The American solutions influenced for a long time the rest of the world. The Reagan-Thatcher influence on schools and universities is undeniable, and it all started with what Reagan found good to impose on American universities. The reduction of education to economic arguments is a terrible legacy of this influence, and we can see now that profits may not solve all problems in the world. A good reminder here is that the highly entrepreneurial Nazi regime was doing very well with the economy… for a while! What a terrible lesson to ignore or forget.

The current US Secretary of Education is a religious zealot, with a stunning lack of knowledge on education policies, research or what can lead to an educated mind. Amazingly, in America of 2017 this is a great virtue: media shows that ignorance is fresh and good, knowledge is putrid, elitist and dangerous. The new Secretary of Education believes that guns should be part of school life so we can protect children from “potential grizzlies.” It is also a fanatical believer in the value of profits and neoliberal solutions. We are all warned.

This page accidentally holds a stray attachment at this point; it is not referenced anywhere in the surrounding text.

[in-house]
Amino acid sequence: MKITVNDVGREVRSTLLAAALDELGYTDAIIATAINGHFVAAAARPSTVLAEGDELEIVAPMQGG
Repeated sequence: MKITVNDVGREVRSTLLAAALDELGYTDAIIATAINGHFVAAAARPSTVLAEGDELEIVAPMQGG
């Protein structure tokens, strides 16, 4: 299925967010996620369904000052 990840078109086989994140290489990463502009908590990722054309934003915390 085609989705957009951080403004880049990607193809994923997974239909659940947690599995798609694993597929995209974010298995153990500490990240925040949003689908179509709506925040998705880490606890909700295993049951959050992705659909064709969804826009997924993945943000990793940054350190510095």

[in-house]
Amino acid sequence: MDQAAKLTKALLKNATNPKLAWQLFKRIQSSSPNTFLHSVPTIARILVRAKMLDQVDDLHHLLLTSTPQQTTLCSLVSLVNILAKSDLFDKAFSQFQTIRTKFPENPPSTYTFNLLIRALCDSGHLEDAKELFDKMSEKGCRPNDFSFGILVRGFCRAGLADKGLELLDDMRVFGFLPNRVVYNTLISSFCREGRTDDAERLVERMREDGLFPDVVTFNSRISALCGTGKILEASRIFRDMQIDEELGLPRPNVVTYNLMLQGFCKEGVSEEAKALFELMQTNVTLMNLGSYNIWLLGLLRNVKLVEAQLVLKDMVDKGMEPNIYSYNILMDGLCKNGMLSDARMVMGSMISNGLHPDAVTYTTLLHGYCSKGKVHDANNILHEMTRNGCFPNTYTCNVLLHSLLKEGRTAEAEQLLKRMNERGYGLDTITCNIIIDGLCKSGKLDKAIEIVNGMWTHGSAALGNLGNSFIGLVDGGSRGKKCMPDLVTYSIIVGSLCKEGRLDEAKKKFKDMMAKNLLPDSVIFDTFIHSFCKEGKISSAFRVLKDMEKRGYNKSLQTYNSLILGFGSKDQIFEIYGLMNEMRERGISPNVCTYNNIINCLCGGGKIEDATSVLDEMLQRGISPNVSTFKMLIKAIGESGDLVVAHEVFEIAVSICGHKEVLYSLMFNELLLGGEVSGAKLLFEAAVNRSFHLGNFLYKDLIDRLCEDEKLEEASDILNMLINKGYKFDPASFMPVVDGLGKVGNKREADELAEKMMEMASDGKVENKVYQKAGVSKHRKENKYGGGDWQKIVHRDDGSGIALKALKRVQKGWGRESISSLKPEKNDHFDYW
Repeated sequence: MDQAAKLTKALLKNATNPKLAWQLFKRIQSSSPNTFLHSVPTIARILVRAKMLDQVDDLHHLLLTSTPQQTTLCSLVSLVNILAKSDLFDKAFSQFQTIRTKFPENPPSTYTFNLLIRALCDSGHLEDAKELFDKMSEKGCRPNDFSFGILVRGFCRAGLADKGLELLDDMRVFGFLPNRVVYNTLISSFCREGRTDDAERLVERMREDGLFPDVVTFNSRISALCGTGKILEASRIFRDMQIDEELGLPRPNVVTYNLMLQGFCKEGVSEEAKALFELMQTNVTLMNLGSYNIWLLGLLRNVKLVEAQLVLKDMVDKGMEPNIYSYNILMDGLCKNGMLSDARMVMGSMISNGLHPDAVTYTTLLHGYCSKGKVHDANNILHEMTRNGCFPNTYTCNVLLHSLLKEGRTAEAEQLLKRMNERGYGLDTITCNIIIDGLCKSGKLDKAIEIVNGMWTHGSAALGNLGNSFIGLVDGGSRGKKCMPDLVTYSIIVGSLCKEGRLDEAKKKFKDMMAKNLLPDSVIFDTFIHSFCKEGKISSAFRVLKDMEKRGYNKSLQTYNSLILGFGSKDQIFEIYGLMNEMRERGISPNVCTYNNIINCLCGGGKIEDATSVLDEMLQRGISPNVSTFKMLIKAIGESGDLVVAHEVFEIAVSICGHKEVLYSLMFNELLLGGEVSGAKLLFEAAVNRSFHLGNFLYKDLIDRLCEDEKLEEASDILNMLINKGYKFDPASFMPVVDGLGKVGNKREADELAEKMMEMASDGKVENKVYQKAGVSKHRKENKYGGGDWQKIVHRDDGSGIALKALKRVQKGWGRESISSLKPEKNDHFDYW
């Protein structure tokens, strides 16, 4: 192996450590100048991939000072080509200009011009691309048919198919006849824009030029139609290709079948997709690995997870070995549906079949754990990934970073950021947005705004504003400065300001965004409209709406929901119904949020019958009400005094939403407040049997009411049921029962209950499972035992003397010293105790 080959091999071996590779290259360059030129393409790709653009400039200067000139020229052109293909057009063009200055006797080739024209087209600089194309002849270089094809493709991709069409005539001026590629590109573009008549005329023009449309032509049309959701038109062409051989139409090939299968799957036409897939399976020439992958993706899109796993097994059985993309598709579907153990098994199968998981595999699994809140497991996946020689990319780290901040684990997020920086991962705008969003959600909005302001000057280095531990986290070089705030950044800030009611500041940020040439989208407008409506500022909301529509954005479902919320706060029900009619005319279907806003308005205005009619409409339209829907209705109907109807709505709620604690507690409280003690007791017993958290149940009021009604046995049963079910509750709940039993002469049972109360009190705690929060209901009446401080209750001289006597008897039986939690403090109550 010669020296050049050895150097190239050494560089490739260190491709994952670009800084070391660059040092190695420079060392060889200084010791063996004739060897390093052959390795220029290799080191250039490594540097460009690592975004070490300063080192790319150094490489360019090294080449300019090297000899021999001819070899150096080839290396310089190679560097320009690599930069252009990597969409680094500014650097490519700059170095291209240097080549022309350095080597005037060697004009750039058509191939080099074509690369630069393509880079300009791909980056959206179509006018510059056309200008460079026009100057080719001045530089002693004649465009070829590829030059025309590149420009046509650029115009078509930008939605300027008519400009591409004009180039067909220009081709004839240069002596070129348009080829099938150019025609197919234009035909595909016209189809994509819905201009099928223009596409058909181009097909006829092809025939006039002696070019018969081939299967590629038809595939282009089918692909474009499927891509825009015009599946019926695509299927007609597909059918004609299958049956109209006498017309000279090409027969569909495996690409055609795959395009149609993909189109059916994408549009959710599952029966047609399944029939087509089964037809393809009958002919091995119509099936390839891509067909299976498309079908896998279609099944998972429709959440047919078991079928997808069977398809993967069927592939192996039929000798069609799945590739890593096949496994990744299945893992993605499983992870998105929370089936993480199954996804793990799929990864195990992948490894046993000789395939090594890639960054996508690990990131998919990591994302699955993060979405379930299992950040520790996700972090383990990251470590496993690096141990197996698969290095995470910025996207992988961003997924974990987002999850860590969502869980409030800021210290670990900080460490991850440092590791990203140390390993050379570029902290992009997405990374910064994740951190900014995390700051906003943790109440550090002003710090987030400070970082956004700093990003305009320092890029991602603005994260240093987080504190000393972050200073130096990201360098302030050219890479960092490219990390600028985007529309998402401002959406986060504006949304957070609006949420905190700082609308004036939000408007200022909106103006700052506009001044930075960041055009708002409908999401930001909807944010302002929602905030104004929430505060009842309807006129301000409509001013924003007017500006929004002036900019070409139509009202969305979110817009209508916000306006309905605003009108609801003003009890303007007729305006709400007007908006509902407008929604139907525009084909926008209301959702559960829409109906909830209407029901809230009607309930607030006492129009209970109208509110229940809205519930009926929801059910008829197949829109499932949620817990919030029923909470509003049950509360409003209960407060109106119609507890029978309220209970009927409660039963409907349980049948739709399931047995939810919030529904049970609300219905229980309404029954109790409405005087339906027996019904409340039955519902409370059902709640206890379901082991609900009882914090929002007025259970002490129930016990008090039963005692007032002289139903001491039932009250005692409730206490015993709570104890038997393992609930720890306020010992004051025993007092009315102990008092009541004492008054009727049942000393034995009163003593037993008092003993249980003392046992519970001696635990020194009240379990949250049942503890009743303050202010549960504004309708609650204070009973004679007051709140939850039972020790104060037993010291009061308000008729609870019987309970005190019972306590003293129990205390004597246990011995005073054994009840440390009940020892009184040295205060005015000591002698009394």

Major trends in education are set for the last 6-7 decades by what was designed in the United States, ideas and values promoted by American scholars and schools (for example  Tyler and Bloom, Taylorism in education and so many others). Today this influence comes in strident forms, such as the obsessive focus on testing or – more subtle – on the constant decline of social status for the teaching profession. OECD studies show that US is the most important country leading in the devaluation of the teaching profession, in the way it is paying teachers and in their working conditions.

At the same time, universities across the world dream (openly or secretly) to be next to Harvard, and this is a strange tendency. Especially now, when is not very clear when looking at current tensions and evolutions what good was for the American society to have the impressive Ivy League universities. It also stands unclear to see what institutions like Harvard make of real social responsibility, civic values and contributions to give graduates a balanced and harmonious life. Maybe that model is flawed. Maybe these widely praised values lead to other bizarre reality TV characters that should remain insignificant in a functional democracy and educated society.